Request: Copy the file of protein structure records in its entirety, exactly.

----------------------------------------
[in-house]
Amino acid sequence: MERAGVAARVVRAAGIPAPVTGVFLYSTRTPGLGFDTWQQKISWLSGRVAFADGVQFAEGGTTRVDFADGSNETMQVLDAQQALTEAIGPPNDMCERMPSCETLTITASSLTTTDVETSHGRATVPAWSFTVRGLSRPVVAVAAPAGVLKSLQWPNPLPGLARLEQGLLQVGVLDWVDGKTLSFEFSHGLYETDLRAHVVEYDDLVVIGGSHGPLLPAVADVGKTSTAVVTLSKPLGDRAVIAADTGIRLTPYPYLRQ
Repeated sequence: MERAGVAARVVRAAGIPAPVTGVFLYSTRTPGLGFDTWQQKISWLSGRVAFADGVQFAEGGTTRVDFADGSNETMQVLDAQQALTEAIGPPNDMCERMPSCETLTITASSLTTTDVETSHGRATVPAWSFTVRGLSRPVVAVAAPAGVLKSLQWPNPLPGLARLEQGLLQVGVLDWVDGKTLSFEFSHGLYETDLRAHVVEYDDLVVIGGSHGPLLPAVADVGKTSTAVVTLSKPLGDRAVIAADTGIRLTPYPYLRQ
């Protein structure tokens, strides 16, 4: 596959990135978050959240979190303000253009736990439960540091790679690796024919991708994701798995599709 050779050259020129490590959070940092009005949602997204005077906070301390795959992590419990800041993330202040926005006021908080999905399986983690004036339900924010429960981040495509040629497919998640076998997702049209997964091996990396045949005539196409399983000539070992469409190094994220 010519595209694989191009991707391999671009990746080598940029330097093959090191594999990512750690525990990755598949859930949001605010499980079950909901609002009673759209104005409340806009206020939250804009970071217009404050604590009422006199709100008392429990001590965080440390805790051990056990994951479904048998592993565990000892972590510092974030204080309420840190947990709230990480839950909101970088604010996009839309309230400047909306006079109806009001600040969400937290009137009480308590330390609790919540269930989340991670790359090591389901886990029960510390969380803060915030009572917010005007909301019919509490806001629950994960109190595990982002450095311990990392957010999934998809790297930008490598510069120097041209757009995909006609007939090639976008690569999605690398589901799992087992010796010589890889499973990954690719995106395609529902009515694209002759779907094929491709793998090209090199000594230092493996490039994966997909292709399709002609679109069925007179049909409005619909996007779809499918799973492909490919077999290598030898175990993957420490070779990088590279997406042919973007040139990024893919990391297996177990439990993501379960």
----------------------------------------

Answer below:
[in-house]
Amino acid sequence: MERAGVAARVVRAAGIPAPVTGVFLYSTRTPGLGFDTWQQKISWLSGRVAFADGVQFAEGGTTRVDFADGSNETMQVLDAQQALTEAIGPPNDMCERMPSCETLTITASSLTTTDVETSHGRATVPAWSFTVRGLSRPVVAVAAPAGVLKSLQWPNPLPGLARLEQGLLQVGVLDWVDGKTLSFEFSHGLYETDLRAHVVEYDDLVVIGGSHGPLLPAVADVGKTSTAVVTLSKPLGDRAVIAADTGIRLTPYPYLRQ
Repeated sequence: MERAGVAARVVRAAGIPAPVTGVFLYSTRTPGLGFDTWQQKISWLSGRVAFADGVQFAEGGTTRVDFADGSNETMQVLDAQQALTEAIGPPNDMCERMPSCETLTITASSLTTTDVETSHGRATVPAWSFTVRGLSRPVVAVAAPAGVLKSLQWPNPLPGLARLEQGLLQVGVLDWVDGKTLSFEFSHGLYETDLRAHVVEYDDLVVIGGSHGPLLPAVADVGKTSTAVVTLSKPLGDRAVIAADTGIRLTPYPYLRQ
């Protein structure tokens, strides 16, 4: 596959990135978050959240979190303000253009736990439960540091790679690796024919991708994701798995599709 050779050259020129490590959070940092009005949602997204005077906070301390795959992590419990800041993330202040926005006021908080999905399986983690004036339900924010429960981040495509040629497919998640076998997702049209997964091996990396045949005539196409399983000539070992469409190094994220 010519595209694989191009991707391999671009990746080598940029330097093959090191594999990512750690525990990755598949859930949001605010499980079950909901609002009673759209104005409340806009206020939250804009970071217009404050604590009422006199709100008392429990001590965080440390805790051990056990994951479904048998592993565990000892972590510092974030204080309420840190947990709230990480839950909101970088604010996009839309309230400047909306006079109806009001600040969400937290009137009480308590330390609790919540269930989340991670790359090591389901886990029960510390969380803060915030009572917010005007909301019919509490806001629950994960109190595990982002450095311990990392957010999934998809790297930008490598510069120097041209757009995909006609007939090639976008690569999605690398589901799992087992010796010589890889499973990954690719995106395609529902009515694209002759779907094929491709793998090209090199000594230092493996490039994966997909292709399709002609679109069925007179049909409005619909996007779809499918799973492909490919077999290598030898175990993957420490070779990088590279997406042919973007040139990024893919990391297996177990439990993501379960």